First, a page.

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I first contemplated naming this post “How I Started Saving for My Child’s Education.” I was amused by all the potential reactions that it might stir up. “Huh? What child?” or “OMG YOU’RE PREGNANT” or (my grandma’s) “More baby blankets to knit!”  Hehe. No, I’m not expecting. Unless you count the food baby I acquired on my recent vacation :)

I figure my kids’ college expenses will come much sooner than my own retirement, so it’s never too early to start saving. I shudder to think what the cost of tuition will be by the time they go to college. When Tony found out I was starting a 529 plan for my unborn child’s college education, he made an offhand comment along the lines of “Oh good grief, she’s nesting already.” He thinks all those mommy blogs I read are having too much of an effect on me, I’m sure :)

If you’re not familiar with them, 529 plans are college-savings plans operated by a state or educational institution. The earnings from 529 plans are tax free, and the funds can be used at any college in the country. Payments can be for tuition, room and board, or books. Each 529 plan offers different investment options. The Ohio 529 plan has actually been ranked among the top five 529 college-savings plans in a recent article by Morningstar. I’ve outlined some of the highlights of the Ohio 529 Plan below.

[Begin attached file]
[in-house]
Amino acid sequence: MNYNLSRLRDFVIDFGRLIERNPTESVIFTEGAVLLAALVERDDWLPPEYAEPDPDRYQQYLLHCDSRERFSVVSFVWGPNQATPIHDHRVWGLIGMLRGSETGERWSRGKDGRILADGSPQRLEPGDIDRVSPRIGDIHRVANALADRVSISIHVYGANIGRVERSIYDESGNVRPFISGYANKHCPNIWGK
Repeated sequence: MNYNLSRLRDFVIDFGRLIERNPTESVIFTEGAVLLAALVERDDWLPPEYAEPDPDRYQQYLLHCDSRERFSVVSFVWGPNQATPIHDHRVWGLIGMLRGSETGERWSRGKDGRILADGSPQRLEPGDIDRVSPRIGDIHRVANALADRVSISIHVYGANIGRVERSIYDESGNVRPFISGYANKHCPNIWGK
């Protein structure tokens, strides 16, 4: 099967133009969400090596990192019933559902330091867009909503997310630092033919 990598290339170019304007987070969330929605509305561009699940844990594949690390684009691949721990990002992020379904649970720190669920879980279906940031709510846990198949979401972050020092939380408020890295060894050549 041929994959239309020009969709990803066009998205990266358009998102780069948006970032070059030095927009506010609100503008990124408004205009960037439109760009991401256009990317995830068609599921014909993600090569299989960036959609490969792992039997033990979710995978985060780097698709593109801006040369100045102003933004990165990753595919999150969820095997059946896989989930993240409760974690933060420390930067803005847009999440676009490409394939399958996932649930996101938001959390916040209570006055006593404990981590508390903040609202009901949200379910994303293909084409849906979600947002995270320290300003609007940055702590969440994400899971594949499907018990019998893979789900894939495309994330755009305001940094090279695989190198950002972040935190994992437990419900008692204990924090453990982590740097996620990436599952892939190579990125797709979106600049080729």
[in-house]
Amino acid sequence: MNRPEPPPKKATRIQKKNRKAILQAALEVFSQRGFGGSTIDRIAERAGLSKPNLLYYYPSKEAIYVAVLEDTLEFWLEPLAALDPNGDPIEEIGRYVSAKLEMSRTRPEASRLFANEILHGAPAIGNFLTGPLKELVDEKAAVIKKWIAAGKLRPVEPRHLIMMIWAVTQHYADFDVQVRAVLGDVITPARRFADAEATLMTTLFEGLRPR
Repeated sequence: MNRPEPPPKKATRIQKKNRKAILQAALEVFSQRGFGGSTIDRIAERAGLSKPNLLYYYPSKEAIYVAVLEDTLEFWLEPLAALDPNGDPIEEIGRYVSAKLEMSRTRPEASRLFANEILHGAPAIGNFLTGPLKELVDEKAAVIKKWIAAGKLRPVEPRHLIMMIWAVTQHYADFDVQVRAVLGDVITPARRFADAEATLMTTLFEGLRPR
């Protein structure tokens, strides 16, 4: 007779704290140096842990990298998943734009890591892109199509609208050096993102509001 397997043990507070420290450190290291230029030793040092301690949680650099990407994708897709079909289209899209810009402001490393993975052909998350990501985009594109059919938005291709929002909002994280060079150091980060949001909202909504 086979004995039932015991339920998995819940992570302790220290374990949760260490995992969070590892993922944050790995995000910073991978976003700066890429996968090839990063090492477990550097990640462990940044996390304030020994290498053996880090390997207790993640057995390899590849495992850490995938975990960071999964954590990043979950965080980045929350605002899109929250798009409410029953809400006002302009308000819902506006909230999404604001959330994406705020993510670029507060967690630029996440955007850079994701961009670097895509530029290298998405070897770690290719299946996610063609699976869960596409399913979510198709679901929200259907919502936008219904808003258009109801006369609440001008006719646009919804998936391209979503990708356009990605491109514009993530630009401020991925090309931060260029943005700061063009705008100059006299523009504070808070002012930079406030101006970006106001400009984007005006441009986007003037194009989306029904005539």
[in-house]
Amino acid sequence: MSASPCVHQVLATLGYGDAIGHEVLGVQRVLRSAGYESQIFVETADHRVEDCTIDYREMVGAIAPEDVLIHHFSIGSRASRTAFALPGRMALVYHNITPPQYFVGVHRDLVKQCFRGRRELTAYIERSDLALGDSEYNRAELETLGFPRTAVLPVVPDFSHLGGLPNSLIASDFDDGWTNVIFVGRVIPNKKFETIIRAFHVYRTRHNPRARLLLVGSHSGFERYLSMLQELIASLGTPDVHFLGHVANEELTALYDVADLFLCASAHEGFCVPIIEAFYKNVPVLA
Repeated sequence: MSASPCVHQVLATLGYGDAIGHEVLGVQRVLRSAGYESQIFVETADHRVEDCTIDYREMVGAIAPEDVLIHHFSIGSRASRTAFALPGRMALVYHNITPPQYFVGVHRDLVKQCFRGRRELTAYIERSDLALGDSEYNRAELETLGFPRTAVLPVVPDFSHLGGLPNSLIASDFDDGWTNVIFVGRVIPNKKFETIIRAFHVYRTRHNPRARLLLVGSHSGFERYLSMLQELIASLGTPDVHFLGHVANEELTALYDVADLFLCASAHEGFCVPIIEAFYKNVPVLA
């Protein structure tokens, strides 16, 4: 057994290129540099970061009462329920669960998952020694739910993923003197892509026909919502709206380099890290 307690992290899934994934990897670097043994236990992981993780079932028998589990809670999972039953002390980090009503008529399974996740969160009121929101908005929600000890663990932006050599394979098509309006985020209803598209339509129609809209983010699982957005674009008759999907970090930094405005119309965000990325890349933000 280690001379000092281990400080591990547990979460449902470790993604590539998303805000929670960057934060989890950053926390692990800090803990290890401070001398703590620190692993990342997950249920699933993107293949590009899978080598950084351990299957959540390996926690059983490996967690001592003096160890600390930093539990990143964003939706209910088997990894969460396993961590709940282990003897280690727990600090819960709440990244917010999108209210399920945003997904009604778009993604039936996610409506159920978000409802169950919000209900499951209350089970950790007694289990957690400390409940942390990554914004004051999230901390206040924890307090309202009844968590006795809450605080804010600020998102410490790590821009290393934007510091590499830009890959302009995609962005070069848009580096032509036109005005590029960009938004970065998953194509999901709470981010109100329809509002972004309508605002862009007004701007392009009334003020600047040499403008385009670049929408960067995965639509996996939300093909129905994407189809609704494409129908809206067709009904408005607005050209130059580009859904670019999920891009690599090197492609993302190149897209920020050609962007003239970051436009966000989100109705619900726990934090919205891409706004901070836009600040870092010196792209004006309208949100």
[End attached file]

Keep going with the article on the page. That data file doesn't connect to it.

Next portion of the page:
Ohio 529 Plan Highlights

  • Low investment fees. Total expenses are 0.23% to 0.47% for the age-based options, 0.24% to 0.46% for the static options, and 0.23% to 0.91% for individual fund options.
  • No enrollment fee or maintenance fee.
  • A wide variety of investment options, including both active and passive.
  • Low initial investment ($25), which means you could open accounts for nieces or nephews or other young children in your life, in addition to your own.
  • You don’t have to live in Ohio, although Ohio residents can take a tax deduction.
  • If you don’t have kids, you can just use yourself as the beneficiary. If you don’t have plans for college, you can withdraw your deposit and referral bonus five business days after it is deposited. (Just remember, earnings are subject to income tax when withdrawn, plus 10% additional federal tax.)

$25 Referral Bonus Instructions
Currently there is a promotion where the referred person gets $25 and the person giving the referral gets $50. I would love for you to help fund my future child’s education :) Plus, if you have multiple contributors in your family (i.e. a spouse or grandparent), you can sign up and then refer the second contributor. This way you would get both the $25 and $50 bonus.  There is no limit to the number of $50 referral bonuses you can receive. And if you’re like me and have yet to birth the beneficiary of the college fund, you can just list yourself as the beneficiary for now.

Here’s how you sign up:

1. Open a new Ohio CollegeAdvantage 529 account with a minimum deposit of $25. You can enroll online or through the mail. I enrolled online and it was super quick and easy.